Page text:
Defendant argues that the evidence is insufficient to support the conviction because he never had the opportunity to form the knowing intent-he was arrested when he was upset and emotional from an argument with his wife, and the pills were placed in his pocket prior to a time when he contemplated that he would come into contact with the police or be taken to a penal facility. We interpret this argument as an assertion that Defendant's entry into the penal facility was not voluntary.

This Court has examined similar factual scenarios and concluded that the statute does not require that a defendant's entrance to a penal facility be voluntary for a defendant to be convicted of introduction of contraband into a penal facility. Specifically, in State v. Jimmy Ray Rogers, No. M2004-01277-CCA-R3-CD, 2005 WL 1848480, at *3 (Tenn. Crim. App. May 10, 2005), the defendant was arrested for driving on a revoked license. When he was pulled over by police and his car was searched, they discovered what they thought was drug paraphernalia. In the sally port of the jail, the defendant was instructed to "give up" any contraband that he possessed. Id. at *2. At the time, he denied possessing contraband. The defendant was taken to the counter for booking and, prior to the search, the defendant removed a small bag of marijuana from his pocket and gave it to an officer. Defendant was convicted of introduction of contraband into a penal facility. On appeal, this Court determined that the evidence was sufficient, pointing to the plain language of the statute, "'Tennessee Code Annotated section 39-16-201(a)(1) requires proof only that the defendant knowingly and with unlawful intent took the [marijuana] into the jail. Nowhere in the statute is there a requirement that his entrance into the jail have been voluntary.'" Id. at *3 (quoting State v. Randy B. Long, No. W2001-01467-CCA-R3-CD, 2002 WL 1592716, at *6-7 (Tenn. Crim. App. July 12, 2002)).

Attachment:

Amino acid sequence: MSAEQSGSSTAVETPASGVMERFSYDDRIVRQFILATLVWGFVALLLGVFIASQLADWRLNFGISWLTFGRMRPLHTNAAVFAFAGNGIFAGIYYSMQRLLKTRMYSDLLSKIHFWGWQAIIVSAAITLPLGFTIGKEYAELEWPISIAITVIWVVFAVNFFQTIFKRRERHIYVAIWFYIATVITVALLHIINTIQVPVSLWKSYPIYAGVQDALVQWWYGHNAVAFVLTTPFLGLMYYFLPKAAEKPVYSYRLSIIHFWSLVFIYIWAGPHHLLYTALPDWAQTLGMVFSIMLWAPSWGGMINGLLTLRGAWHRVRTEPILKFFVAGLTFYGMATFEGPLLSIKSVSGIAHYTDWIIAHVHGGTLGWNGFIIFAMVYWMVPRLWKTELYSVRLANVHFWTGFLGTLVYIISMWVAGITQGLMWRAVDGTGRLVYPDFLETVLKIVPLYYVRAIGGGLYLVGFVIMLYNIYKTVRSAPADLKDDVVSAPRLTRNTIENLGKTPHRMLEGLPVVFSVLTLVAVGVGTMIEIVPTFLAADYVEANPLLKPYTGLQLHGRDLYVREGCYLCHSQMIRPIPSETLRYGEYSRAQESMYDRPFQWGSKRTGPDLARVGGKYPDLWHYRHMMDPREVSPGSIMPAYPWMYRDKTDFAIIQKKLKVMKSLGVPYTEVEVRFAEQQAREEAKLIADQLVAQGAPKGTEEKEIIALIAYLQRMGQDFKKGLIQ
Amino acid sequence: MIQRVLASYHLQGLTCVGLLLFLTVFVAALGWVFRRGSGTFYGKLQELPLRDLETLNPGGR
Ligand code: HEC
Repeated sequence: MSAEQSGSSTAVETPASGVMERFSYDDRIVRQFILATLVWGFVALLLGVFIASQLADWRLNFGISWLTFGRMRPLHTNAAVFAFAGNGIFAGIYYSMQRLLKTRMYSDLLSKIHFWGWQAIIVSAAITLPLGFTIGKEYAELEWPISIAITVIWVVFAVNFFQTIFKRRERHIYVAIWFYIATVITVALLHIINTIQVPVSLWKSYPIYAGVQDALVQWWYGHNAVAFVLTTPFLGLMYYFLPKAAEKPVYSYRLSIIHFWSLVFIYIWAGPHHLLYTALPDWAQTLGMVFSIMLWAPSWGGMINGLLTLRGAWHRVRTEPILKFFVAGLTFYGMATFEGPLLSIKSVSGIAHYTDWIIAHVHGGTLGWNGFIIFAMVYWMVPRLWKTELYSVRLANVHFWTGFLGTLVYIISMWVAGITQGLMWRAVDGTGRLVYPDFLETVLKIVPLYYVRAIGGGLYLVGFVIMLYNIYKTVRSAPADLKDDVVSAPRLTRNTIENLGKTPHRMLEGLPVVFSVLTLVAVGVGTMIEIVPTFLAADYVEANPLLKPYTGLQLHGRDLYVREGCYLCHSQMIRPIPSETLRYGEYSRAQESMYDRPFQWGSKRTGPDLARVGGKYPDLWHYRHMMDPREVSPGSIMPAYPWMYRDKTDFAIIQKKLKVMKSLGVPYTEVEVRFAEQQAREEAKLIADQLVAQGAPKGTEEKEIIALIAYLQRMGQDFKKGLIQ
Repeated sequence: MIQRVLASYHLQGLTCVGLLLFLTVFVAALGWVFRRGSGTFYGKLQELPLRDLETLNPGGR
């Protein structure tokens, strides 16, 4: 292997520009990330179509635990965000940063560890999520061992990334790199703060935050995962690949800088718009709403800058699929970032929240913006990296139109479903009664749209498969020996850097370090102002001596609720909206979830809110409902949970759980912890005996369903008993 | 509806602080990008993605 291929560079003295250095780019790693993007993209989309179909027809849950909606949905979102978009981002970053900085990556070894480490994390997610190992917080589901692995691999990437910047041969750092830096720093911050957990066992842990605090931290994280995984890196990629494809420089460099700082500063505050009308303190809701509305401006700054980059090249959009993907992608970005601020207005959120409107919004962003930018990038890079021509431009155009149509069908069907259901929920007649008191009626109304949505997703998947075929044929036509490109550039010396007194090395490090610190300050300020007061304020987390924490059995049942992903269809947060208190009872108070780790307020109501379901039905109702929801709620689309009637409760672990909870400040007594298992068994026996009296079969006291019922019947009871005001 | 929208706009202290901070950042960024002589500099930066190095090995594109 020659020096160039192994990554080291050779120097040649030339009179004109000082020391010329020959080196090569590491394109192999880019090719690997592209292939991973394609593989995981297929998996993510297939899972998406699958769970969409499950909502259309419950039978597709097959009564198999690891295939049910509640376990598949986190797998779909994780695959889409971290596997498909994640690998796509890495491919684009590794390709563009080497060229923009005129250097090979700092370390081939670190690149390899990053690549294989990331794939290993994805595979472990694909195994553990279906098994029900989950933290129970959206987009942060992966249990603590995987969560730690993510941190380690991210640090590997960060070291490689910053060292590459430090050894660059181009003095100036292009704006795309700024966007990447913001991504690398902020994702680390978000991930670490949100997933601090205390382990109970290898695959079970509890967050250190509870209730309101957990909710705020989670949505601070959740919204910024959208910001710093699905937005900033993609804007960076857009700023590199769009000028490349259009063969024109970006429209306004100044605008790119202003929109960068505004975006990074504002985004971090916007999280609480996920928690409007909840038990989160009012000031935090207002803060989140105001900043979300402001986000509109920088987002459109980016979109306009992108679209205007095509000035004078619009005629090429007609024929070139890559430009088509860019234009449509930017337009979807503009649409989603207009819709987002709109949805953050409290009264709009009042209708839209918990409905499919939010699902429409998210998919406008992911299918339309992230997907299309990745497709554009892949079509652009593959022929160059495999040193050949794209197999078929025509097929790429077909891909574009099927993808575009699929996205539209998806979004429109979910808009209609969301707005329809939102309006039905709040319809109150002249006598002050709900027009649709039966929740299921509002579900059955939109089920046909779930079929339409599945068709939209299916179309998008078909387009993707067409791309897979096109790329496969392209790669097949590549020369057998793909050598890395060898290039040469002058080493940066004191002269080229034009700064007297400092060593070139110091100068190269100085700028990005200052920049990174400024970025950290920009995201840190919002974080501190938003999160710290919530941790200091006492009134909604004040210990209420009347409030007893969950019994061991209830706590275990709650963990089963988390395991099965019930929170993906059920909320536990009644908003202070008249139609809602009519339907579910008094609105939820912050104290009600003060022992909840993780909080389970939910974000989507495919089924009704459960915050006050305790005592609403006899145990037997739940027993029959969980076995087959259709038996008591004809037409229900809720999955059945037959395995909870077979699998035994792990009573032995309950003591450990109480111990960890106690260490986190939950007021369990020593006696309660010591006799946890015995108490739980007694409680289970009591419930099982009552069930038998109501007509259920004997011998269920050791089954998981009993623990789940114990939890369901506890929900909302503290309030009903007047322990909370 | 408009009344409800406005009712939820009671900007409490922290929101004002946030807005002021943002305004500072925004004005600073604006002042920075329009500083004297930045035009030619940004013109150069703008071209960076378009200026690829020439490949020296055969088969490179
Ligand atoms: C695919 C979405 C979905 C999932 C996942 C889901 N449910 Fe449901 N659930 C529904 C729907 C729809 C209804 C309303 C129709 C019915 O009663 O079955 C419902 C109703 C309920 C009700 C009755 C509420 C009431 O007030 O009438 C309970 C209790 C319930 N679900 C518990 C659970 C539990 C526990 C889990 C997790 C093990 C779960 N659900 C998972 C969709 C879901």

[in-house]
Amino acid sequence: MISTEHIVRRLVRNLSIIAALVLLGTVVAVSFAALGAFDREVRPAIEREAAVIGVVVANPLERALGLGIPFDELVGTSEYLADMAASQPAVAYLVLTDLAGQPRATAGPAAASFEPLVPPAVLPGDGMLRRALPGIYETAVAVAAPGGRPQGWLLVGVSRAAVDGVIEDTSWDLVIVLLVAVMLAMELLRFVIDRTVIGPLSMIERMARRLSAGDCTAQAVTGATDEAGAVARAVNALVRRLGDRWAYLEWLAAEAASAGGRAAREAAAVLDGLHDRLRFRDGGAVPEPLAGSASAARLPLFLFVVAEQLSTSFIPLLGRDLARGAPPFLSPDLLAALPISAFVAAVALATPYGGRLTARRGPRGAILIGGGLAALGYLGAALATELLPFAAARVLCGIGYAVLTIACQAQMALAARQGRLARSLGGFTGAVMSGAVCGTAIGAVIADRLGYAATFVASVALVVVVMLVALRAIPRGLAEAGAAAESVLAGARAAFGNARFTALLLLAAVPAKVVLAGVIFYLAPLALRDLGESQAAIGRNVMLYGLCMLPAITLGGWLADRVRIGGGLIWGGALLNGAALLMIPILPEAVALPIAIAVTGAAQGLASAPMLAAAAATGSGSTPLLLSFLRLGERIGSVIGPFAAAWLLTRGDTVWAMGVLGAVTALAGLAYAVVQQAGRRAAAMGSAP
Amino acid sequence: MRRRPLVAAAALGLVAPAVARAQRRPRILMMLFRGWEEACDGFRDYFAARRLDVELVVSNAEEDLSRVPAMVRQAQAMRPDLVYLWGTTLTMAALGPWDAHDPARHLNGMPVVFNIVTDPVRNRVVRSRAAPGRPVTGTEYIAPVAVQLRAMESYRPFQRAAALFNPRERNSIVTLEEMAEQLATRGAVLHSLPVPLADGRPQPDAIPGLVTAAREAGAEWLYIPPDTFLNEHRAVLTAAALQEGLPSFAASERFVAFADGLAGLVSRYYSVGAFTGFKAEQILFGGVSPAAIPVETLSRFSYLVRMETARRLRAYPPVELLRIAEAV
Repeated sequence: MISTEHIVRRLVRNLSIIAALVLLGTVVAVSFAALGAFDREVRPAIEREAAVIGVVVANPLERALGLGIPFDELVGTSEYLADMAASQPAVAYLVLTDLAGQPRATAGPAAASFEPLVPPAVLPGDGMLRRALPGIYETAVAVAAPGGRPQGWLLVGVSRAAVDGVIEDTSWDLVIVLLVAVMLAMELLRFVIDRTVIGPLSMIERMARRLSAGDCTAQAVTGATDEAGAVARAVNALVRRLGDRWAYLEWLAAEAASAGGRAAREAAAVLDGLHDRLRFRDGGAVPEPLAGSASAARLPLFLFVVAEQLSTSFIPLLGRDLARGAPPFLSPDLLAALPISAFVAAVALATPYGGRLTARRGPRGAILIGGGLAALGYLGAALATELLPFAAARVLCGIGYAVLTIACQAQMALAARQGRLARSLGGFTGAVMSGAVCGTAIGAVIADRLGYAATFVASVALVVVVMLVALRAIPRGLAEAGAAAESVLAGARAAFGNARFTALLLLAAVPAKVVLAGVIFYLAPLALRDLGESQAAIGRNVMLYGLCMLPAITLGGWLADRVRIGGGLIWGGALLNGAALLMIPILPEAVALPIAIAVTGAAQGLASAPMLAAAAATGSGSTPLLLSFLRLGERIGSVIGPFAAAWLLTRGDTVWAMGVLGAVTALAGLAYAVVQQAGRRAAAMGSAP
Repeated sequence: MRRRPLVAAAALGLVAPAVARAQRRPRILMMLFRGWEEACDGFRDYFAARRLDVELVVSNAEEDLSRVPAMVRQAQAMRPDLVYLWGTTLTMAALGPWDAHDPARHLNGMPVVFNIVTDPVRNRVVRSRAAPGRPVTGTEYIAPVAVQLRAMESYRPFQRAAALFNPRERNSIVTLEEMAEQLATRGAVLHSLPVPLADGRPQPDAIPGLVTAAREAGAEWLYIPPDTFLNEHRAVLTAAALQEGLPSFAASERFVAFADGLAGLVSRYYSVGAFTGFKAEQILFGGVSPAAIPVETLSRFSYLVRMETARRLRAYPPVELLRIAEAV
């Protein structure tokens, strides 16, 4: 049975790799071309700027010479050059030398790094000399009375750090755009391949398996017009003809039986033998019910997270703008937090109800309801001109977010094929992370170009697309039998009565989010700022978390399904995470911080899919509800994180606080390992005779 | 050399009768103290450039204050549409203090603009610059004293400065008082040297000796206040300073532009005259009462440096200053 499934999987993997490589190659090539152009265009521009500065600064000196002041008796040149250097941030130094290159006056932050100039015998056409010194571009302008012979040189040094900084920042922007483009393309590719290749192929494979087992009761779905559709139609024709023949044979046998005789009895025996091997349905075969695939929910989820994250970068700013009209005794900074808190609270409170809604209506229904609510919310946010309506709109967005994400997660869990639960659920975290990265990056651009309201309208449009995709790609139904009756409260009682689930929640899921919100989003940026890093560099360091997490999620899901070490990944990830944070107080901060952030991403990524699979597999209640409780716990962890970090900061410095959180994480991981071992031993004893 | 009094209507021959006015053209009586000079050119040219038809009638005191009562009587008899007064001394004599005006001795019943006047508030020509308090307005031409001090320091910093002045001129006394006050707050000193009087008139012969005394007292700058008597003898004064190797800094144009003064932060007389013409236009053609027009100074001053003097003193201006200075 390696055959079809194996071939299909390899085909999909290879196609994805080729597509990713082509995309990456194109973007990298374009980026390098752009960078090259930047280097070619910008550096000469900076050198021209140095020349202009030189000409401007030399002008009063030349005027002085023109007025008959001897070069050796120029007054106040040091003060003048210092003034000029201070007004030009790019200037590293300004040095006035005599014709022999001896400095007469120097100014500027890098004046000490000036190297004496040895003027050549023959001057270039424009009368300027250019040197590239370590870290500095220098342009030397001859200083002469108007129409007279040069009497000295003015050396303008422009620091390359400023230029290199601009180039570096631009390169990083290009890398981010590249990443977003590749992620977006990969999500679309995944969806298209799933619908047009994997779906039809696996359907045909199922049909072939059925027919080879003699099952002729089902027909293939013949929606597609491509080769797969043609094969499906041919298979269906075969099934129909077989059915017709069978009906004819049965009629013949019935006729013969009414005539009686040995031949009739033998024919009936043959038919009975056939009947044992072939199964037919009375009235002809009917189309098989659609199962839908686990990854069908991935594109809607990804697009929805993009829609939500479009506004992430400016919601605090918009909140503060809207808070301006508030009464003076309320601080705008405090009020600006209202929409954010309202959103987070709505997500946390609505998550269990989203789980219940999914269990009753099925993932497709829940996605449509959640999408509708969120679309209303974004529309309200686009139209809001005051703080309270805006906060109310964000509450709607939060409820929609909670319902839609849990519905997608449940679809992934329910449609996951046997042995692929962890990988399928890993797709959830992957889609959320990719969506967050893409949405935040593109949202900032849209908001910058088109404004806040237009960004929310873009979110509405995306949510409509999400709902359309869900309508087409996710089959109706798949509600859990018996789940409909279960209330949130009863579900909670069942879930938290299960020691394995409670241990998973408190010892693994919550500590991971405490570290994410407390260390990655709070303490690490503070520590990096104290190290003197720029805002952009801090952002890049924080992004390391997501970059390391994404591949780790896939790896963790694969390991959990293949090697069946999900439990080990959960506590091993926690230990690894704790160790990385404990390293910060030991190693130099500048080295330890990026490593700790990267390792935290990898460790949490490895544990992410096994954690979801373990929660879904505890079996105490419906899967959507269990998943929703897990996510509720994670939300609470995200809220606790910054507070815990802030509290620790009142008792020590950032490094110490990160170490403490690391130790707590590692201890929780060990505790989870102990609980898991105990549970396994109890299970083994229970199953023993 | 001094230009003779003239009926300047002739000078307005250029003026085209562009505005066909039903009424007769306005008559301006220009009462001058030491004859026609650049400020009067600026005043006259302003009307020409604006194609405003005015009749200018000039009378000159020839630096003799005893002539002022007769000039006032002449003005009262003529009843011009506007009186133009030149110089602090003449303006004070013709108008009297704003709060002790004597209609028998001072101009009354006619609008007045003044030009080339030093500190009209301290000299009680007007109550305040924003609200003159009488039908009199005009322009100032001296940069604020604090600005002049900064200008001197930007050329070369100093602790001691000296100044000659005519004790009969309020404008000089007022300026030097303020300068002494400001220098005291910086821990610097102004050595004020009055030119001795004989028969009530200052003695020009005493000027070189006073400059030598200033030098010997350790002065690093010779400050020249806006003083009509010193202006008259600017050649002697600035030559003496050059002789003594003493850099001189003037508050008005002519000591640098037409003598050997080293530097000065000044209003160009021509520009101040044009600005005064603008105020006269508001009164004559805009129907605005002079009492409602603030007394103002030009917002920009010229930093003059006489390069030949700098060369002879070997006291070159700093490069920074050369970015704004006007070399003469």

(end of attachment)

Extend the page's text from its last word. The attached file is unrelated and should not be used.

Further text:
In this case, Defendant was arrested after an altercation with his wife. During the initial pat down for safety, an officer took a Xanax pill out of the zipper pocket of Defendant's overalls. Defendant denied having any other drugs on his person. Defendant was handcuffed and taken to the jail. The arresting officer testified that at the jail, it was routine for him to caution arrestees about taking contraband into the jail, although he could not specifically recall if he made such a statement to Defendant. Additionally, there was testimony that there were warning signs in the sally port. Defendant did not relinquish the possession of the small, red container with nine Xanax pills. Defendant was taken into the jail where a subsequent search of his person revealed the pill container and contraband. Defendant commented to the officer that they found his "stash." We conclude that the foregoing evidence is more than sufficient to sustain Defendant's conviction for introduction of contraband into a penal facility. See State v. Demetrie Owens, No. M2003-01454-CCA-R3-CD, 2004 WL 2775459, at *6 (Tenn. Crim. App. Dec. 3, 2004) (upholding a conviction for introduction of contraband into a penal facility where the defendant argued that entrance to the jail was involuntary and, therefore, there was no intent to introduce the contraband into the jail). From the evidence, the jury could have reasonably found that Defendant knowingly introduced contraband into the jail. Defendant is not entitled to relief

Conclusion

For the foregoing reasons, the judgments of the trial court are affirmed.